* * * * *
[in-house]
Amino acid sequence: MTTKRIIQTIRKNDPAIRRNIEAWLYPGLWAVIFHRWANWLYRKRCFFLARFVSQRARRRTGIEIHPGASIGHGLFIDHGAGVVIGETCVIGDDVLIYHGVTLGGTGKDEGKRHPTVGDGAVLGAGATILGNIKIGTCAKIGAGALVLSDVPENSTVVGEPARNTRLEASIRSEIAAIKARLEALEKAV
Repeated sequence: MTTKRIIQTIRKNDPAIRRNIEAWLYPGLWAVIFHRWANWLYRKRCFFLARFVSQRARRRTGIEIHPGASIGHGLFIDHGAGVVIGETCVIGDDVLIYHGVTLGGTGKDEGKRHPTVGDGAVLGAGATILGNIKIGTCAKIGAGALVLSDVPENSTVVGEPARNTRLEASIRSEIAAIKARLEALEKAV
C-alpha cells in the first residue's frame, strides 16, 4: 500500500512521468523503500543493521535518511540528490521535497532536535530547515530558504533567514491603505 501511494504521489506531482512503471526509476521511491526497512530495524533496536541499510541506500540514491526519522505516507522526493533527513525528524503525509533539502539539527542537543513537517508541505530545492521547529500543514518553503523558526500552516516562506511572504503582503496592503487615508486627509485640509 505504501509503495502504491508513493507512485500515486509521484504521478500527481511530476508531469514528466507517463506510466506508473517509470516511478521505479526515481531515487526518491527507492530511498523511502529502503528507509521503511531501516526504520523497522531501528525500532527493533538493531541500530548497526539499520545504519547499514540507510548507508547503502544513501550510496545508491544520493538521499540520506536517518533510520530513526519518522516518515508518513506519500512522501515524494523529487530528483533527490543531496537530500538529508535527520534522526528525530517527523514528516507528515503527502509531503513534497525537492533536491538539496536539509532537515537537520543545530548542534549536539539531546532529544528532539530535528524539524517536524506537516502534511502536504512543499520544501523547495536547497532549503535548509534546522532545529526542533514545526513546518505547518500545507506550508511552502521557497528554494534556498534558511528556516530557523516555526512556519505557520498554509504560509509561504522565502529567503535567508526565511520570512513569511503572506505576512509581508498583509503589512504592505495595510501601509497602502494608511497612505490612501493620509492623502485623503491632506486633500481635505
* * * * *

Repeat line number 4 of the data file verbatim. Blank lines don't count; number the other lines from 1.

C-alpha cells in the first residue's frame, strides 16, 4: 500500500512521468523503500543493521535518511540528490521535497532536535530547515530558504533567514491603505 501511494504521489506531482512503471526509476521511491526497512530495524533496536541499510541506500540514491526519522505516507522526493533527513525528524503525509533539502539539527542537543513537517508541505530545492521547529500543514518553503523558526500552516516562506511572504503582503496592503487615508486627509485640509 505504501509503495502504491508513493507512485500515486509521484504521478500527481511530476508531469514528466507517463506510466506508473517509470516511478521505479526515481531515487526518491527507492530511498523511502529502503528507509521503511531501516526504520523497522531501528525500532527493533538493531541500530548497526539499520545504519547499514540507510548507508547503502544513501550510496545508491544520493538521499540520506536517518533510520530513526519518522516518515508518513506519500512522501515524494523529487530528483533527490543531496537530500538529508535527520534522526528525530517527523514528516507528515503527502509531503513534497525537492533536491538539496536539509532537515537537520543545530548542534549536539539531546532529544528532539530535528524539524517536524506537516502534511502536504512543499520544501523547495536547497532549503535548509534546522532545529526542533514545526513546518505547518500545507506550508511552502521557497528554494534556498534558511528556516530557523516555526512556519505557520498554509504560509509561504522565502529567503535567508526565511520570512513569511503572506505576512509581508498583509503589512504592505495595510501601509497602502494608511497612505490612501493620509492623502485623503491632506486633500481635505